Then there were the guards officers; formerly brilliant and well-educated, they turned increasingly into dull soldiers. Before 1825, everyone wearing civilian clothes acknowledged the superiority of epaulets. To be comme il faut, one had to serve for a couple of years in the guards, or at least in the cavalry. Officers were the heart and soul of any gathering, the heroes of holiday celebrations and balls, and, to be truthful, there was a good reason for this. Officers were more independent and conducted themselves with more dignity than groveling bureaucrats. Circumstances changed, and the guards shared the fate of the aristocracy; the best of the officers were exiled, many others left the military, unable to bear the coarse and insolent tone adopted by Nicholas. Their places were quickly taken by diligent soldiers or pillars of the barracks and the stable. Officers lost the favorable opinion of society and civilian dress gained an advantage—the uniform prevailed only in small provincial towns and at court, the chief guardroom of the empire. Members of the imperial family, along with its head, showed the military a preference that was exaggerated and inappropriate in their position. The public's coldness toward men in uniform did not extend to admitting civilian government employees into society. Even in the provinces, they were treated with an unconquerable disdain, which did not prevent the growth of the bureaucracy's influence. After 1825, the whole administration, formerly aristocratic and ignorant, became petty and mean. Ministries turned into offices, and their heads and senior officials into businessmen or clerks. In their attitude toward the civil service they were exactly like the dull new members of the guards. Consummate experts on every sort of formality, cold and unquestioning in carrying out orders from above, their devotion to the government came from a love of extortion. Nicholas was in need of such officers and administrators.
The barracks and the chancellery were the chief supports of Nicholas's political system. Blind discipline devoid of common sense combined with the dead formalism of Austrian tax officials—those were the foundations of the celebrated mechanism of power in Russia. What a poor concept of governance, what prosaic autocracy and pitiful banality! This is the simplest and most brutal form of despotism.
Add to this Count Benkendorf, chief of the gendarmes—that armed inquisition, that political Masonic order, with members in all corners of the empire, from Riga to Nerchinsk, listening and eavesdropping—heading the Third Department of His Majesty's chancellery (such is the name of the main office for espionage), sitting in judgment over everything, altering court decisions, and interfering in everything but especially in matters concerning political criminals. From time to time in front of this office-tribunal there appeared civilization in the form of a writer or student who was exiled or locked up, his place soon to be taken by another.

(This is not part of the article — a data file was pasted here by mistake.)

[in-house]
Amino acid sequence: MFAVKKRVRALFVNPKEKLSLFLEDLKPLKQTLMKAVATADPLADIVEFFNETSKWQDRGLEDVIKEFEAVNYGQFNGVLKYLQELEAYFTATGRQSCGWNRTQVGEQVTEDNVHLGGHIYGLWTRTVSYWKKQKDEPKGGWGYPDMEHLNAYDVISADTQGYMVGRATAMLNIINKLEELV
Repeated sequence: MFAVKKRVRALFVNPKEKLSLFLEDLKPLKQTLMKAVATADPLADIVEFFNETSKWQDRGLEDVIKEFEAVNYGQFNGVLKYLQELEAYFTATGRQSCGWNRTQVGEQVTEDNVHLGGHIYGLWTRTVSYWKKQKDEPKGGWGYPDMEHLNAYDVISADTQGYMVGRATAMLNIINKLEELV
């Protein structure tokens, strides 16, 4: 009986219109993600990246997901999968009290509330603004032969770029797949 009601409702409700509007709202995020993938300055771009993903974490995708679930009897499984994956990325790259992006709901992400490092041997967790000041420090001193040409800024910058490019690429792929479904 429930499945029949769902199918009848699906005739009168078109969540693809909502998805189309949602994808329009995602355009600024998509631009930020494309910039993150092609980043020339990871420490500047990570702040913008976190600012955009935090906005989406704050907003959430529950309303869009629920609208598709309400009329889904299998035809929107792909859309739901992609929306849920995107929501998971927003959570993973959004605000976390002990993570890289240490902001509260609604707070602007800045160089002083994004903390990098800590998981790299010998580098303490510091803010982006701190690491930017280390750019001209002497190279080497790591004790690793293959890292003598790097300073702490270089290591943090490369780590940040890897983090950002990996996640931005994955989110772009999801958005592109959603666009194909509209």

In a word, looking at official Russia one could only despair; on the one hand there was Poland, divided and martyred with amazing regularity; on the other hand, the insanity of a war which continued throughout the reign, swallowing up armies without advancing by a single step our domination of the Caucasus; and, in the center, general degradation and governmental incompetence.
But to make up for it, within Russia great work was going on, work that was muffled and mute but active and continuous; everywhere discontent grew, revolutionary ideas gained more territory during those twenty-five years than during the entire previous century, and yet they did not penetrate through to the people.
The Russian people still kept itself far away from political life, having little reason to take part in the work going on at other levels of society. Long-term suffering forced upon them their own sense of dignity; the Russian people had suffered too much to agitate for a minor improvement in their position—better to remain a beggar in rags than to change into something patched together from scraps. But if it took no part in the movement of ideas occupying other classes, this does not at all mean that nothing was transpiring in its soul. The Russian people breathed more heavily than before, and its countenance was sadder; the injustice of serfdom and pilfering by civil servants became more and more unbearable. The government had disturbed the calm of the village commune with its compulsory organization of labor, and, with the introduction of rural police [stanovye pristavy] even the repose of the peasant in his own hut was restricted and supervised. There was a major increase in cases brought against arsonists, those who killed landowners, and participants in peasant uprisings. There was grumbling among the large number of religious dissenters; oppressed and exploited by the clergy and the police, they were far from making any major move, and yet one heard from time to time in these dead seas vague sounds heralding fierce storms. The Russian people's discontent of which we have been speaking is scarcely visible to a superficial glance. Russia always seems so tranquil that one would have difficulty believing that anything was going on. Few people know what is happening under the shroud in which the government wraps the dead—the bloodstains, the military executions— when it is said, hypocritically and arrogantly, that there was no blood and no corpse under the shroud. What do we know of the Simbirsk arsonists, and the massacre of landowners simultaneously organized by a number of villages? What do we know of local uprisings, which broke out in connection with Kiselev's new administration? What do we know of the destruction in Kazan, Vyatka, and Tambov, where one had to resort to cannon?